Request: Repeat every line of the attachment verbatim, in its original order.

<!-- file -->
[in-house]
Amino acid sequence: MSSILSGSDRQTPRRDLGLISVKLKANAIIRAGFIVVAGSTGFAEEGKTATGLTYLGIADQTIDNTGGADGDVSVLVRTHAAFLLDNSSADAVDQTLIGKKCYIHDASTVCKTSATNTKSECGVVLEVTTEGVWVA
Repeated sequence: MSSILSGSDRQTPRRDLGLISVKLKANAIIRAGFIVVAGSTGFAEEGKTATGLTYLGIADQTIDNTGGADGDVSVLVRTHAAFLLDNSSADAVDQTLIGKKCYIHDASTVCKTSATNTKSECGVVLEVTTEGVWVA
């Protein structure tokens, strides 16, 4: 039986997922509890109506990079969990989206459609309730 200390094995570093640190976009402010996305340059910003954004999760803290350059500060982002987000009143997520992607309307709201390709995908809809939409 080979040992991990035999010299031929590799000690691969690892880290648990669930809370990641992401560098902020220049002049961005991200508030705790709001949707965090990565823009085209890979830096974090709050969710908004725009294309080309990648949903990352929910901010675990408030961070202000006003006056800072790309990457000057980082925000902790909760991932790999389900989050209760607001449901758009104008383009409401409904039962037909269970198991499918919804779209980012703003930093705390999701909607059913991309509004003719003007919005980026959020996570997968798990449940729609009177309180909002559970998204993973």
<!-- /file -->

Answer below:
[in-house]
Amino acid sequence: MSSILSGSDRQTPRRDLGLISVKLKANAIIRAGFIVVAGSTGFAEEGKTATGLTYLGIADQTIDNTGGADGDVSVLVRTHAAFLLDNSSADAVDQTLIGKKCYIHDASTVCKTSATNTKSECGVVLEVTTEGVWVA
Repeated sequence: MSSILSGSDRQTPRRDLGLISVKLKANAIIRAGFIVVAGSTGFAEEGKTATGLTYLGIADQTIDNTGGADGDVSVLVRTHAAFLLDNSSADAVDQTLIGKKCYIHDASTVCKTSATNTKSECGVVLEVTTEGVWVA
């Protein structure tokens, strides 16, 4: 039986997922509890109506990079969990989206459609309730 200390094995570093640190976009402010996305340059910003954004999760803290350059500060982002987000009143997520992607309307709201390709995908809809939409 080979040992991990035999010299031929590799000690691969690892880290648990669930809370990641992401560098902020220049002049961005991200508030705790709001949707965090990565823009085209890979830096974090709050969710908004725009294309080309990648949903990352929910901010675990408030961070202000006003006056800072790309990457000057980082925000902790909760991932790999389900989050209760607001449901758009104008383009409401409904039962037909269970198991499918919804779209980012703003930093705390999701909607059913991309509004003719003007919005980026959020996570997968798990449940729609009177309180909002559970998204993973």